How The Congressional Baseball Shooting Didn’t Become The Deadliest Political Assassination In American History
A lot of luck and a couple of Capitol police officers . . .
There’s been a lot of discussion the past year about where this broader moment fits in American history, which past era it might resemble. Are we living in 1968, on the precipice of more violence, assassinations, disruption, unrest? Is it more like the 1970s? Or a different period, something new altogether?
What is certain is the disquieting way June 14 slipped beneath the news so quickly. The shooting felt much further away by July, August, September than mere months. If people joke about how the weeks feel like years in the current era, there’s an unsettling truth behind the joke — the way anything can lose scale and proportion. Two dozen members of Congress were nearly killed one morning last year, and the country didn’t change very much at all.
Another Supreme Court cold shoulder . . .
The U.S. Supreme Court refused to endorse a constitutional right to sell firearms, rejecting an appeal by three men who were denied a permit to open a gun store in northern California.
The justices, without comment Monday, left intact a federal appeals court decision that said the Second Amendment doesn’t protect the rights of would-be firearm sellers. The lower court also said potential customers could buy guns elsewhere.
It’s the third time this year the court has rejected an appeal from California gun-rights advocates. The court hasn’t heard arguments in a Second Amendment case in eight years.
The New Yorker is thoroughly mystified by the whole thing . . .
The National Rifle Association held its annual conference earlier this month, at a Dallas convention center. Thousands of people milled around hundreds of exhibitors, including Armageddon Gear (beer bivy sacks), WMD Guns (not nuclear weapons), and RCBS Precisioneered Reloading supplies (“leaving varmints mystified since 1943”). A long line snaked around the booth of a firearms company called Brownells. At about 9 a.m., a staffer looked at his watch. “He usually gets a pretty good line,” he said, referring to Lou Ferrigno, the former Mr. Universe and star of “The Incredible Hulk” TV series (which aired on CBS from 1978 to 1982), who would soon arrive to sign autographs. Nearby, at another table, attendees filled out paper slips for the “Gun-A-Day Giveaway.”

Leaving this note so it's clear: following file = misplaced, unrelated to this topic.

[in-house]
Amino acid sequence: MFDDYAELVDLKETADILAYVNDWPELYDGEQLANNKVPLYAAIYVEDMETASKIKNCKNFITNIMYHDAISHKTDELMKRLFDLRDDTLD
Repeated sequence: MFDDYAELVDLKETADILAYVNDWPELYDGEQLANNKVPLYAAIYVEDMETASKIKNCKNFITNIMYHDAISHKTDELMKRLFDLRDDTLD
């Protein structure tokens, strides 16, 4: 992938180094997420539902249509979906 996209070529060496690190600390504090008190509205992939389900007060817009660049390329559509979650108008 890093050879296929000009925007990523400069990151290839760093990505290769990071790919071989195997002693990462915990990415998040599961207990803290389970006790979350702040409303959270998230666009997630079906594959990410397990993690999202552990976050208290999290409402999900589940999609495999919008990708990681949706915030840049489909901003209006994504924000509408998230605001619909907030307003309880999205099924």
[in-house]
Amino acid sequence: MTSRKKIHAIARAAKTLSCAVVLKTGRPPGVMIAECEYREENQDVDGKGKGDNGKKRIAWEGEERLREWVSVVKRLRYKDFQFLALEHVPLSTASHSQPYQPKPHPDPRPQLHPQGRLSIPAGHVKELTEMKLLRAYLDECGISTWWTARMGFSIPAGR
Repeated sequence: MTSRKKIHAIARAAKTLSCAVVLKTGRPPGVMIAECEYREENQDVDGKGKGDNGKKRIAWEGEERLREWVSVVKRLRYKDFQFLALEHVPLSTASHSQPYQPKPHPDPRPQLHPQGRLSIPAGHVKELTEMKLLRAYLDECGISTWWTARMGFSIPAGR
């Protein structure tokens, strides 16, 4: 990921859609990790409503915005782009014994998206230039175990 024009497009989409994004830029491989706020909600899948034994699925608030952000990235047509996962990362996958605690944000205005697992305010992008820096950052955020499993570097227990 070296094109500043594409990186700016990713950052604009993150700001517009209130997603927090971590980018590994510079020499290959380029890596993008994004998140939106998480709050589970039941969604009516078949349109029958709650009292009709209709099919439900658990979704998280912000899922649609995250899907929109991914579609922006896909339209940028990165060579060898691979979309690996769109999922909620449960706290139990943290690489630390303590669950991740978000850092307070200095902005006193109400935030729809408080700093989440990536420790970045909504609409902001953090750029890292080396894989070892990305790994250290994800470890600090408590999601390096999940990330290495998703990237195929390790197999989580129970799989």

Ferrigno showed up at nine-thirty wearing a black polo shirt with the Brownells logo, jeans, and black shoes. He had a graying goatee and a tan, and, for a sixty-six-year-old, he was ripped. He said that he’d worked out that morning, to pump up his “flexing muscles.” He now lives in Santa Monica, but he grew up in New York, the son of a Brooklyn cop who taught him about guns.
“When I was twelve, I remember watching my dad shoot at the range,” he said. He described seeing holes in the head of the target. “My dad said to me, ‘You ever misbehave, the same will happen to you.’ That was kind of a joke.” He went on, “He always left his gun and his badge on the refrigerator. Today, it’s a different story; you can’t leave guns in plain sight.” A few hundred firearms could be seen on the surrounding convention floor. The air was full of clicking.
Who could have possibly predicted such an outcome? . . .
Perhaps the most striking thing is that three of the case studies here — England and Wales, Jamaica and Ireland — are on islands. That means you don’t exactly have guns coming over a land border. So, why did murder not only persist but rise after these gun bans?
Maybe it’s because criminals found other ways to get guns. Maybe it’s because there were less armed citizens to protect themselves. Maybe it’s because criminals will always find ways to kill other people if they want to kill them. And maybe it’s all of these.
No matter what the reason, the conclusion from the data is clear: gun bans don’t stop murder. Far from it. This is the kind of data gun rights advocates need to know for themselves. And these are by no means the only examples — as the CPRC noted.
They used to be gun violence protection orders. Now they’re red flag laws . . .